Skip to main content

«  View All Posts

Workplace Design: Pros and Cons of Hot Desking

September 26th, 2023 | 7 min. read

Workplace Design: Pros and Cons of Hot Desking

Print/Save as PDF

With the rise of hybrid work, many organizations are looking for new approaches to workplace design. Traditional office layouts are giving way to more flexible environments that promote collaboration and interaction. 

One popular approach is hot desking, a system where workers do not have assigned desks. Workstations are open to anyone, and workers can move to different locations throughout the day. 

We’ve guided many organizations through workplace design projects and have helped them determine if hot desking fits their needs. In our experience, the approach offers many benefits but may not fit every worker or organizational culture. 

To help you determine if hot desking works for your workplace, this article will discuss the pros and cons of this approach and alternative solutions. 

Pros of Hot Desking 

1. Reduced Real Estate

The most obvious benefit of hot desking is reduced office space. Organizations can reduce their square footage with fewer workstations, making the approach popular in highly competitive real estate markets. 

Beyond these markets, hot desking works well for organizations adopting a hybrid work model. Assigned seats can feel redundant and unnecessary when a portion of the office works remotely. With hot desking, you can size your office to fit the number of workers on-site at any given time.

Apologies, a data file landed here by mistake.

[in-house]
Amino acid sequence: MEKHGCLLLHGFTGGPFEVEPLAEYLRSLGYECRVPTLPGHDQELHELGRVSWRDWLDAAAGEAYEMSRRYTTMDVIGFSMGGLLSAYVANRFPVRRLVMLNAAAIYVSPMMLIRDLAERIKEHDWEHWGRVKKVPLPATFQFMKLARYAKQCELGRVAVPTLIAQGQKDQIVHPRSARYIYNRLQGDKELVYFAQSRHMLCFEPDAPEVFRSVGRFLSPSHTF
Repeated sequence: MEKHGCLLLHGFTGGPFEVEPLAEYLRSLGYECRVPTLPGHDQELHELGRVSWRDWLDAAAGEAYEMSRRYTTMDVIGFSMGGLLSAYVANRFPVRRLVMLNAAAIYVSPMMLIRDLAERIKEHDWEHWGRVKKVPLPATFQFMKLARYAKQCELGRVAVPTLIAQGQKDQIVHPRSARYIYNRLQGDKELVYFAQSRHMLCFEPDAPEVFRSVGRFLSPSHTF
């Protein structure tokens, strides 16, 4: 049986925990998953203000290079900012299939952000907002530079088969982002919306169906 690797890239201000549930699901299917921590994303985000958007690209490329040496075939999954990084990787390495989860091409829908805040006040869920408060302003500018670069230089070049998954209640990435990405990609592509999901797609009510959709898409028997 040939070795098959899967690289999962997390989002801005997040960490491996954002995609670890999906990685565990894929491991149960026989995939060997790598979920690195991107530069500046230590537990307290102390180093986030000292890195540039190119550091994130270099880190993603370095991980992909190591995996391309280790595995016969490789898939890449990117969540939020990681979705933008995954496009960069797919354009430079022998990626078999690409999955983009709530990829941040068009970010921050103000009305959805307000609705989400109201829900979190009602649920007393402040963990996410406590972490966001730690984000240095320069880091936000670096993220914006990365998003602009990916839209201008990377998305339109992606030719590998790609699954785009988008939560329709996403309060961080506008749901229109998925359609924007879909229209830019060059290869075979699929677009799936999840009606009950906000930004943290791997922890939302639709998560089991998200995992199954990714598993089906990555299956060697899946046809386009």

Reduced desk numbers also allow for a greater range of spaces—from collaborative areas to enclosed focus rooms. Without assigned desks, workers have the choice to move about the office and find a space that suits the tasks they need to complete.

hot desking2

Fewer workstations allows for a greater range of communal spaces. 

2. Reduced Clutter 

Clutter is a common problem in many workplaces. With assigned desks, workers are likely to accumulate office supplies, unnecessary papers, and personal belongings over time. 

With hot desking, workers are expected to clear their desk at the end of the day, so it is available for the next person. Workplaces can also assign individual lockers for storing personal belongings. 

The approach encourages people to be more intentional about what they store, print, and bring to the office. It can also lead to more frequent cleaning. With workers moving locations, surfaces are cleaned and disinfected more often. 

3. Improved Collaboration and Mentorship 

Traditional assigned seating can limit interaction and collaboration. Hot desking allows people to move around the office and sit by different people, strengthening your organizational culture. 

With this approach, seating becomes more intentional, with workers finding a location that best suits their needs. One day, they may sit by a teammate to meet a project deadline. Another day, they may find a quiet area to focus. In short, workers have more control over their day, making time at the office more productive. 

At the same time, hotdesking can improve mentorship. Newer, younger workers have the chance to sit by different coworkers, build connections, and learn on the job. They are more likely to get involved in conversations and feel more connected to your organization.